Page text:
What strikes me here is that this is not how any professional I know, in any field of the arts, thinks. Once you learn about an art (classical piano, abstract painting, whatever) you come to care about individual artists and artworks, and even about parts of artworks. I admire Gould for his performance of some of the variations in Beethoven's Op. 109, but not others; some preludes and fugues in the WTC, but not others. I am convinced by his performance of individual passages and even single notes in Bach, and not others -- for example in the Aria, where some notes sound overdone and intrusively ornamental, and others crisp and "modern." I don't think this is unusual, and it's attested by the intense scrutiny listeners give to performances by their favorite pianists. (Those comparative videos on Youtube are a contemporary manifestation.) Once you get to know an art, a medium, or an instrument, it no longer makes sense to say things like "Gould was the best pianist in the world."

(This is related to the reason why I put off reading "The Loser" until I'd read almost all Bernhard's work: I have my own ideas about Gould and Horowitz, and I imagined Bernhard's thoughts would get in the way of a sympathetic reading of his novel. As it turns out, there are no specific ideas about Gould or Horowitz at all -- you could never tell, from "The Loser," how they played.)

So this is my question: why did Bernhard deliberately avoid writing anything specific about Gould's technique, or Horowitz's, or about their interpretaions of any pieces of music?

Here are a couple of possibilities.

1. "The Loser" has a satiric purpose, and it's about obsession, self-destruction, and people driven by claims of precedence, fame, and genius. This question could perhaps be asked without reference to music. There is little of Wright's architecture in "The Corrections," little of the Wittgensteins in "Wittgenstein's Nephew," little of Goethe in "Goethe Dies," and so forth. But "The Loser" seems different to me, because it names enough actual music to signal the reader it is not only about personalities, that the music matters.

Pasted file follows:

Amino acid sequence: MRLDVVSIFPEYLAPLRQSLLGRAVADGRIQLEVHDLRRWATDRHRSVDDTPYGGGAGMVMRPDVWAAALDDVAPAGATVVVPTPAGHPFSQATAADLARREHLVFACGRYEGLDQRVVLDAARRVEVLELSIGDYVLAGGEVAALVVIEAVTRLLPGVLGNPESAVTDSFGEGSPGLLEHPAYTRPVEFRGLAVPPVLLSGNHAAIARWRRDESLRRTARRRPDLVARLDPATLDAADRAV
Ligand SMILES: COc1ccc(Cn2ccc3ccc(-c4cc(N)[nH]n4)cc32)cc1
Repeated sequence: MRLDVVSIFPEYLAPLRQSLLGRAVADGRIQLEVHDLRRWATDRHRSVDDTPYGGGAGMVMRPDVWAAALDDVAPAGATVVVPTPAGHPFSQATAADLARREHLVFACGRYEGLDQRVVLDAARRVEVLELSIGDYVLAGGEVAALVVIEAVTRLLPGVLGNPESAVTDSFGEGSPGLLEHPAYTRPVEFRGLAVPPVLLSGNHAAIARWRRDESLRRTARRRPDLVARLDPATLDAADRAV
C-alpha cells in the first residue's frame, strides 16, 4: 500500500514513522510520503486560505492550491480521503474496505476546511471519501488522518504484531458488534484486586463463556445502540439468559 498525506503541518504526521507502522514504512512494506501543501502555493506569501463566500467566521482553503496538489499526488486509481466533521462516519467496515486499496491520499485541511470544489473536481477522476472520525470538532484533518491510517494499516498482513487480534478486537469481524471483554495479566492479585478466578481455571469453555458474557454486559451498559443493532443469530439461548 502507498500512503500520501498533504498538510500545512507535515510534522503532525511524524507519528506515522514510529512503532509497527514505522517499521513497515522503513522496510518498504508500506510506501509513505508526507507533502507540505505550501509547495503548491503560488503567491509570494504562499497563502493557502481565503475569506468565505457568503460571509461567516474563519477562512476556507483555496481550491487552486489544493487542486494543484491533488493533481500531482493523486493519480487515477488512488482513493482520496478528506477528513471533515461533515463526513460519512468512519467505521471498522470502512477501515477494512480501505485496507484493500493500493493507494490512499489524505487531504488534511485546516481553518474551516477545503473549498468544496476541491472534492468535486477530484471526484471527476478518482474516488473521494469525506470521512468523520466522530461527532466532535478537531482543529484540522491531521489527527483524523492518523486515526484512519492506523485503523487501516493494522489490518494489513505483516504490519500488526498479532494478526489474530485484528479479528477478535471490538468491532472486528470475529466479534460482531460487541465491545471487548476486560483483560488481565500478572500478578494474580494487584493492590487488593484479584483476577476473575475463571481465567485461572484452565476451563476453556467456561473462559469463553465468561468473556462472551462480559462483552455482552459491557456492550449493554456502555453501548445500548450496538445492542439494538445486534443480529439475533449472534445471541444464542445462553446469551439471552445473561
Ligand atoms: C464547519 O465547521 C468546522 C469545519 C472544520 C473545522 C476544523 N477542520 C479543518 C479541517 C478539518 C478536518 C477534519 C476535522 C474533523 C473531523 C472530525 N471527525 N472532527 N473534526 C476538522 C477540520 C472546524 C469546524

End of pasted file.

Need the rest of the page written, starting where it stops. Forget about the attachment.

2. Bernhard thought that literature itself -- fiction -- could not accommodate detailed discussions of music, because references to individual works would not be known to readers. I don't like this as an answer, because Bernhard was absolutely the last person to care about his readers' level of education.

3. He was averse to music criticism, description, or analysis of any sort. This is possible; I don't know his position here.

4. He thought discussion of music is incompatible with the narrative forms and voices of literature. This is the explanation that intrigues me. Bernhard was aware of precedents for including descriptions of individual passages and performances, especially Proust.

This question is a live one for me, because I am working on a novel that includes not only precise descriptions of music, but actual sheet music. If there's something to the fourth answer, I'd like to understand it better.
  JimElkins | Feb 6, 2020 |
It was good. The ending was AWESOME :D! One of the kind I love that stirs your emotions!Etc..:)! I read it for school. ( )
  Catherine_GV | Jun 20, 2019 |
BWV 988 ( )
  pkr36 | Oct 10, 2018 |
Showing 1-5 of 26 (next | show all)
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» Add other authors (8 possible)

Author nameRoleType of authorWork?Status
Bernhard, Thomasprimary authorall editionsconfirmed
Anderson, Mark M.Afterwordsecondary authorsome editionsconfirmed
Dawson, JackTranslatorsecondary authorsome editionsconfirmed
Roinila, TarjaTranslatorsecondary authorsome editionsconfirmed
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Lange vorausberechneter Selbstmord, dachte ich, kein spontaner Akt von Verzweiflung.
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Thomas Bernhard was one of the most original writers of the twentieth century. His formal innovation ranks with Beckett and Kafka, his outrageously cantankerous voice recalls Dostoevsky, but his gift for lacerating, lyrical, provocative prose is incomparably his own. One of Bernhard's most acclaimed novels,The Losercenters on a fictional relationship between piano virtuoso Glenn Gould and two of his fellow students who feel compelled to renounce their musical ambitions in the face of Gould's incomparable genius. One commits suicide, while the other-- the obsessive, witty, and self-mocking narrator-- has retreated into obscurity. Written as a monologue in one remarkable unbroken paragraph,The Loseris a brilliant meditation on success, failure, genius, and fame. From the Trade Paperback edition.